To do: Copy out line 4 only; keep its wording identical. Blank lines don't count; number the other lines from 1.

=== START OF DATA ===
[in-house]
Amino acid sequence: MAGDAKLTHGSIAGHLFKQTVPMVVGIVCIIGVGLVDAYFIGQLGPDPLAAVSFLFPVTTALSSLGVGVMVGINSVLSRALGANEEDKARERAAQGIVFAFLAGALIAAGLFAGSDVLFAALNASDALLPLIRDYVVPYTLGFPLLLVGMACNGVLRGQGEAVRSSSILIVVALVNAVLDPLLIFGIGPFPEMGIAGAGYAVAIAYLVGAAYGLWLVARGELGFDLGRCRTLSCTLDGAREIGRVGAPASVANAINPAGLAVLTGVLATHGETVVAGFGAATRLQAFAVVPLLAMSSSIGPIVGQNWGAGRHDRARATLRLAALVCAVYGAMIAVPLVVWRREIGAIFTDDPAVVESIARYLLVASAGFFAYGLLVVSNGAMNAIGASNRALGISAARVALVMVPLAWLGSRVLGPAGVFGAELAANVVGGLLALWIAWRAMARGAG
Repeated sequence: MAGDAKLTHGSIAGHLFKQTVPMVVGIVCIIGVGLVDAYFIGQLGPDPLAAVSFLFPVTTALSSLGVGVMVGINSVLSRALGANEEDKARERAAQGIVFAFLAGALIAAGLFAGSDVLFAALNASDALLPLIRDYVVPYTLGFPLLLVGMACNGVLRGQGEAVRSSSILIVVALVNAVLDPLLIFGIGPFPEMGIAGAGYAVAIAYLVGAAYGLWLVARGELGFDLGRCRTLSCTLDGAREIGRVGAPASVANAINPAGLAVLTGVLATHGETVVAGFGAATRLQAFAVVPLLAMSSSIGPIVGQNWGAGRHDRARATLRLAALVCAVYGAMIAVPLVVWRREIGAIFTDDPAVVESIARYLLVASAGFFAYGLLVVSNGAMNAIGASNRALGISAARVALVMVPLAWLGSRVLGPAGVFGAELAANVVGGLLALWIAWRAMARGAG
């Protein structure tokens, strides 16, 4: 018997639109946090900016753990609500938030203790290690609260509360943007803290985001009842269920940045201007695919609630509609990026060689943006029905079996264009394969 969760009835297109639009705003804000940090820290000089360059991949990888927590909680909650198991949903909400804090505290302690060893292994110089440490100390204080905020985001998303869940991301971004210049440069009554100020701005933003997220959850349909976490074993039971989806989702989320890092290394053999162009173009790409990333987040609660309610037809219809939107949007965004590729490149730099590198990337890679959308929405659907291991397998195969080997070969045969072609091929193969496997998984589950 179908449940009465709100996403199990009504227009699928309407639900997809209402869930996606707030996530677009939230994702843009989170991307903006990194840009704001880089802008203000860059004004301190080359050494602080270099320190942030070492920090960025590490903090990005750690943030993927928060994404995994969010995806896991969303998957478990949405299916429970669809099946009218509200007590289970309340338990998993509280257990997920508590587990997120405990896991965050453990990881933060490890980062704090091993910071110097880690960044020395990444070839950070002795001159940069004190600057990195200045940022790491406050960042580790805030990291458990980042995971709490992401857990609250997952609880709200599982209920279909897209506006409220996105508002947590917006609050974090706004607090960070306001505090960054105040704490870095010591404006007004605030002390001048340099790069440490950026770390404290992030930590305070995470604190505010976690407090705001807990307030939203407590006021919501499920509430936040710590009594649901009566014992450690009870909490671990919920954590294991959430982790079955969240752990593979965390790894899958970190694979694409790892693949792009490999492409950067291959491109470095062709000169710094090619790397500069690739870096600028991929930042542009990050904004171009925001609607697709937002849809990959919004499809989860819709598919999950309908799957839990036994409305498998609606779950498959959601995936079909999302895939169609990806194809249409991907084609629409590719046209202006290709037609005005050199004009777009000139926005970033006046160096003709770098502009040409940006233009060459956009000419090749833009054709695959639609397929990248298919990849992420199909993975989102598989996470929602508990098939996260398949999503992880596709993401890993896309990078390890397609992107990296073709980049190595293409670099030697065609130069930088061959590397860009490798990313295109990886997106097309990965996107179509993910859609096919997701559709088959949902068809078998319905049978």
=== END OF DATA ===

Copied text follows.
């Protein structure tokens, strides 16, 4: 018997639109946090900016753990609500938030203790290690609260509360943007803290985001009842269920940045201007695919609630509609990026060689943006029905079996264009394969 969760009835297109639009705003804000940090820290000089360059991949990888927590909680909650198991949903909400804090505290302690060893292994110089440490100390204080905020985001998303869940991301971004210049440069009554100020701005933003997220959850349909976490074993039971989806989702989320890092290394053999162009173009790409990333987040609660309610037809219809939107949007965004590729490149730099590198990337890679959308929405659907291991397998195969080997070969045969072609091929193969496997998984589950 179908449940009465709100996403199990009504227009699928309407639900997809209402869930996606707030996530677009939230994702843009989170991307903006990194840009704001880089802008203000860059004004301190080359050494602080270099320190942030070492920090960025590490903090990005750690943030993927928060994404995994969010995806896991969303998957478990949405299916429970669809099946009218509200007590289970309340338990998993509280257990997920508590587990997120405990896991965050453990990881933060490890980062704090091993910071110097880690960044020395990444070839950070002795001159940069004190600057990195200045940022790491406050960042580790805030990291458990980042995971709490992401857990609250997952609880709200599982209920279909897209506006409220996105508002947590917006609050974090706004607090960070306001505090960054105040704490870095010591404006007004605030002390001048340099790069440490950026770390404290992030930590305070995470604190505010976690407090705001807990307030939203407590006021919501499920509430936040710590009594649901009566014992450690009870909490671990919920954590294991959430982790079955969240752990593979965390790894899958970190694979694409790892693949792009490999492409950067291959491109470095062709000169710094090619790397500069690739870096600028991929930042542009990050904004171009925001609607697709937002849809990959919004499809989860819709598919999950309908799957839990036994409305498998609606779950498959959601995936079909999302895939169609990806194809249409991907084609629409590719046209202006290709037609005005050199004009777009000139926005970033006046160096003709770098502009040409940006233009060459956009000419090749833009054709695959639609397929990248298919990849992420199909993975989102598989996470929602508990098939996260398949999503992880596709993401890993896309990078390890397609992107990296073709980049190595293409670099030697065609130069930088061959590397860009490798990313295109990886997106097309990965996107179509993910859609096919997701559709088959949902068809078998319905049978």